Legislative Update: Week 5 (Feb. 13)
By Greg Reybold
Week 5 of Georgia’s 2018 legislative session saw several pharmacy-related bills introduced and others, previously introduced, begin to make their way through the legislative process. GPhA has had an active session already, supporting several bills and also offering feedback on bills that are problematic for pharmacists and/or patients.
Pharmacists at the Capitol
For our pharmacist members, our Pharmacists at the Capitol events are an opportunity for pharmacists themselves to get involved and be heard. With session moving quickly it is so important we have pharmacists in white coats walking the halls and having a continued presence.
When: Wednesday, February 28 – 10:00 a.m. to noon
We are also working on scheduling several more in the event February 28 does not work with your schedule.
Legislation introduced in week 5
Beyond advocating for GPhA’s legislative priorities, GPhA also monitors other legislation that impacts the practice of pharmacy. We not only want to keep you abreast of changes, we also want to be sure, when necessary, pharmacists are heard on these issues.
Introduced by Representative Lee Hawkins, this bill seeks to bring transparency to the insurance reimbursement process, and to give healthcare providers the ability to choose to be reimbursed via check as opposed to electronic credit cards.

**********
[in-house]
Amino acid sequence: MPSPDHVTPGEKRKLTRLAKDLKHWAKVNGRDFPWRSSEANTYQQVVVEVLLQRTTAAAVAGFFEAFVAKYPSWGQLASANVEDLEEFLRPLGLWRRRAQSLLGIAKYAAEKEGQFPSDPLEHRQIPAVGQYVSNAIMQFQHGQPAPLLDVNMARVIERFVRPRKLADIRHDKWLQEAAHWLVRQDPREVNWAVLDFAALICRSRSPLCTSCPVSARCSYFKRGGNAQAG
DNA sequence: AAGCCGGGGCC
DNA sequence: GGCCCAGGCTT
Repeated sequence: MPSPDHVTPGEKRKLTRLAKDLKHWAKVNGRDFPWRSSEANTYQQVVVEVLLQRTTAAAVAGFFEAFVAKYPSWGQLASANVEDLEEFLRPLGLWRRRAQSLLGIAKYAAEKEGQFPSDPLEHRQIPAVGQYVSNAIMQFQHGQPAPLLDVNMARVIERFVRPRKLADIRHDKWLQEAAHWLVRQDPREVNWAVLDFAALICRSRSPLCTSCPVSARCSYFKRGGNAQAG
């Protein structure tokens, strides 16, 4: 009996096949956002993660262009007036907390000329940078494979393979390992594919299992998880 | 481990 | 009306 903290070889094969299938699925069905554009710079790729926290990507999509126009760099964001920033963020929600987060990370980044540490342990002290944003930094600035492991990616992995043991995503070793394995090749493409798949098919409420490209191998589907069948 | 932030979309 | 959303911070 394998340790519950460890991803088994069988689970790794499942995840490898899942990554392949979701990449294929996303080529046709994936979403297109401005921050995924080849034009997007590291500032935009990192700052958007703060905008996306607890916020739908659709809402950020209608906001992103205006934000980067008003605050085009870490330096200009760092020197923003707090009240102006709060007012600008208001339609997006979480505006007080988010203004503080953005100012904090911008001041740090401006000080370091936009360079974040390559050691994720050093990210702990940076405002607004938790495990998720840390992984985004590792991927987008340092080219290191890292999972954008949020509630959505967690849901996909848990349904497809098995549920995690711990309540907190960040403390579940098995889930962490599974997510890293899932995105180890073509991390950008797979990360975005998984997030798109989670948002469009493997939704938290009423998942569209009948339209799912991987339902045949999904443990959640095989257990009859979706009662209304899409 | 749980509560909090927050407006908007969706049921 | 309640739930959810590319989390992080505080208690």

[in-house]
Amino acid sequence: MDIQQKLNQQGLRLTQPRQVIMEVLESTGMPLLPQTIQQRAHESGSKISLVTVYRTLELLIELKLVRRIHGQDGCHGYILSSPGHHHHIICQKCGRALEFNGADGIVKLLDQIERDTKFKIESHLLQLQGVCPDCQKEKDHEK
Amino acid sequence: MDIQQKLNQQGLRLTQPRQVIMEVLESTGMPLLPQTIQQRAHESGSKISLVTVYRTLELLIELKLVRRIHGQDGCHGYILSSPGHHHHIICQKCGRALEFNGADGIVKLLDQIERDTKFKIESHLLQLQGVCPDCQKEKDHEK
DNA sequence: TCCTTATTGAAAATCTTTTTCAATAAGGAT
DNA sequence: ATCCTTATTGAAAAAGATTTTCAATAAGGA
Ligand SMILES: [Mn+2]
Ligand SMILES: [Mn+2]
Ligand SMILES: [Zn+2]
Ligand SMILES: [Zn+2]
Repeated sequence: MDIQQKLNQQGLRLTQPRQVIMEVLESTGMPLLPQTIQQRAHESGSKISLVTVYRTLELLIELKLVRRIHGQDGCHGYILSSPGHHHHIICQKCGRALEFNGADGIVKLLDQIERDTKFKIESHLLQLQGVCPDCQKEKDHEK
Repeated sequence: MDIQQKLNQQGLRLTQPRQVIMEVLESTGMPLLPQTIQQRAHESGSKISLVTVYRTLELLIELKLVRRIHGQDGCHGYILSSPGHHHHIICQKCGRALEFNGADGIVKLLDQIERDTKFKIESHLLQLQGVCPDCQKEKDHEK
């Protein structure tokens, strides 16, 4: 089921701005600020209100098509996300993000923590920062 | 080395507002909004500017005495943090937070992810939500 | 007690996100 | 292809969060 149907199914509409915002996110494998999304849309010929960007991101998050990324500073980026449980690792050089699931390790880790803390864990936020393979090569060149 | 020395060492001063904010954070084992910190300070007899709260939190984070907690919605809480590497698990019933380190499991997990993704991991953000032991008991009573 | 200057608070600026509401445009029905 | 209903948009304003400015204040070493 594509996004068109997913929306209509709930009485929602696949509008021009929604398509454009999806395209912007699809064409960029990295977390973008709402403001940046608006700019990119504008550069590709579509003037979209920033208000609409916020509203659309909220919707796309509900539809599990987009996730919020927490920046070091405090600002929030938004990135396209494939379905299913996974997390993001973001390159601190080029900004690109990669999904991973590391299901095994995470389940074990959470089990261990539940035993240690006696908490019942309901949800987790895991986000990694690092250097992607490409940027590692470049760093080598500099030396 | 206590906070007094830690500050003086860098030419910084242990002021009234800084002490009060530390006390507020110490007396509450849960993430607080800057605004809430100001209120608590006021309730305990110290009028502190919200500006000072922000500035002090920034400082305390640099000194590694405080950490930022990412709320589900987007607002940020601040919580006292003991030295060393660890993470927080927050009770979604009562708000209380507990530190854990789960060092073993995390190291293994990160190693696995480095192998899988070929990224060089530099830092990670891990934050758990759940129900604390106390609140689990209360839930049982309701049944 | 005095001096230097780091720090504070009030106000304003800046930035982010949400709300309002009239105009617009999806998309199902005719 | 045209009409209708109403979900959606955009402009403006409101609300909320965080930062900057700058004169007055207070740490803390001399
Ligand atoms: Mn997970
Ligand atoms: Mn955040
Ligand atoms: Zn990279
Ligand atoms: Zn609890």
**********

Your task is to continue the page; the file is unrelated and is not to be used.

This bill was heard in the insurance subcommittee and passed via substitute. GPhA testified in support of this bill; transparency and choice in the reimbursement process is a good thing for providers.
Introduced by our own Chairman Harden, this is the annual drug update bill that updates the Georgia code with regard to controlled substances and dangerous drugs.
Introduced by Chairman David Knight, this bill seeks to require insurers to develop selection standards for provider participation (including pharmacies), tiered network standards, insurer notifications prior to termination from a network, and a provider appeal process.
Also introduced by Chairman David Knight, the “Prescription Drug Benefits Freedom of Information and Consumer Protection Act” looks to bring transparency and efficiency to the prior authorization process. More specifically, this bill requires, amongst other things, PBMs to (1) provide formulary information on a public website available free to the general public; and (2) update their formulary information within seven days of a change.
It requires the commissioner of insurance to promulgate rules and regulations to promote consistency and clarity in connection with the disclosure of formularies, and to develop a standard form to be used when requesting prior authorizations.
It would also form an advisory committee on uniform prior authorizations (with a pharmacist member) and streamline the prior-authorization process by requiring, amongst other things, prior authorization request receipt within two calendar days, and a status update within four calendar days.
Finally, the bill would give oversight to the commissioner of insurance oversight, and allow that office to institute significant fines per occurrence of violations of the law.
Updates on legislation previously introduced
Representative Trey Rhodes’s bill making certain narrow changes to the PDMP (see week 4 update) passed out of the House HHS Committee.
Introduced by Senator Ligon in 2017, this resolution would create a study committee on prescribing patterns for anti-depressants that would include a pharmacist. It was favorably reported by the Rules Committee.
Senator Unterman’s opioid omnibus bill (see week 3 update) passed out of the Senate via substitute.
Senator Burke’s bill creating the Health Coordination & Innovation Council (see week 3 update) passed out of the Senate via substitute.